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05
Sep

Day in the Life – August 2017

August was a busy month with river surveys for the River Stour Internal Drainage Board.

The Board manages a huge variety of channels from small natural wooded streams, to wide drainage channels across former marshland to urban rivers.

cattle can cause issues with silt downstream.

Some of the channels offer ample opportunity for enhancements such as at Buxford Dyke in Ashford, a channel which traditionally supported white clawed crayfish. Fencing cattle from streams, removing weirs and installing cobbles in the channel could all help manage silt and provide hiding spots for crayfish.

Sometimes the easy part is knowing what could be done to benefit the river. The harder task is persuading authorities and landowners that the work will be beneficial and not increase flood risk.

Traditional management practices sometimes involved drastic measure such as setting fire to channel banks and widening channels by dredging. These practices often were disastrous for wildlife and stored up issues for the future as widening narrow streams allows more silt to drop out in the centre of the channel creating a fertile ground for weed growth which blocks channels and may lead to flooding. More work needs to be done to show river managers and landowners that natural management techniques, such as allowing woody debris to remain in the channel can be beneficial.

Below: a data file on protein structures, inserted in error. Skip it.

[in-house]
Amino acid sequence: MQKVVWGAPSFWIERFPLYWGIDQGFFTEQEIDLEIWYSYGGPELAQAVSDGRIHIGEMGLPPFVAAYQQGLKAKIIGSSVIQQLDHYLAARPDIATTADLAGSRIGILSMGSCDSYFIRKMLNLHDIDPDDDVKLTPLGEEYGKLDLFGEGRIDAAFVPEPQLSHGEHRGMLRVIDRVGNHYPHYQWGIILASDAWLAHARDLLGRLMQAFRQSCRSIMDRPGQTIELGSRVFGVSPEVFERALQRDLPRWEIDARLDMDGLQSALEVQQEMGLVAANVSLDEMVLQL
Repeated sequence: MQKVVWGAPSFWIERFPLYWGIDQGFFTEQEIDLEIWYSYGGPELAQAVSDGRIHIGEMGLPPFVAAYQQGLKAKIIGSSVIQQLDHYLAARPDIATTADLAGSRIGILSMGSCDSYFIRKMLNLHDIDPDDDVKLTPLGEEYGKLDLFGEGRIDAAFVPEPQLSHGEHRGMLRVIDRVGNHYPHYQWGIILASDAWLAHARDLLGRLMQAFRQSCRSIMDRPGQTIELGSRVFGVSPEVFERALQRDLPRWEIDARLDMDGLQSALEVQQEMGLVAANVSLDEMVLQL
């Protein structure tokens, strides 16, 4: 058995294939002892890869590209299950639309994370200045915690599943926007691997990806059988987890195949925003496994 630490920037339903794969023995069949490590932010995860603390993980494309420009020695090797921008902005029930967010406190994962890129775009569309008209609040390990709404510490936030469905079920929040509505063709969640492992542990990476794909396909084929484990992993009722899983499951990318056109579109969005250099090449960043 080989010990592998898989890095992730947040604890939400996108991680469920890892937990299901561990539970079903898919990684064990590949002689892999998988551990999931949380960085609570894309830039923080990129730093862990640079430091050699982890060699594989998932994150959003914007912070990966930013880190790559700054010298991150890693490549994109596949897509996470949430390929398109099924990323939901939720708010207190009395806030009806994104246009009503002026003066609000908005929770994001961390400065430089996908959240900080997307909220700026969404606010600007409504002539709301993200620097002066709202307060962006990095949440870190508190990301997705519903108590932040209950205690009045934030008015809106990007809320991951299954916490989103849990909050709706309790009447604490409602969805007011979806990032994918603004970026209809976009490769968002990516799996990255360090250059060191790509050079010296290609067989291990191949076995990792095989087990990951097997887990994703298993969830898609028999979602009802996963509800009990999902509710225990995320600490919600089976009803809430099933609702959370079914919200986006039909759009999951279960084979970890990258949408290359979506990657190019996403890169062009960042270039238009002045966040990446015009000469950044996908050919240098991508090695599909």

Our urban rivers are often blighted by litter.

Urban channels have different issues and Pumping Station Dyke, also in Ashford, suffers from fly tipping, invasive species and terrible bankside management by local businesses. Surveying a channel such as this it is easy to despair at the disregard many people show to their local areas and the low status of rivers in towns. With a channel such as this joined up thinking is needed for local bodies to work together to tackle issues such as fly tipping and misconnected sewers.

The month ended with a visit to Bourne Dyke, a beautiful channel set amid wet woodland with some fantastic old pollarded trees. Here the landowner has shown an interest in making improvements for wildlife and it is easy to get enthusiastic at the opportunity this could provide for restoring the natural wetland areas of this valley.

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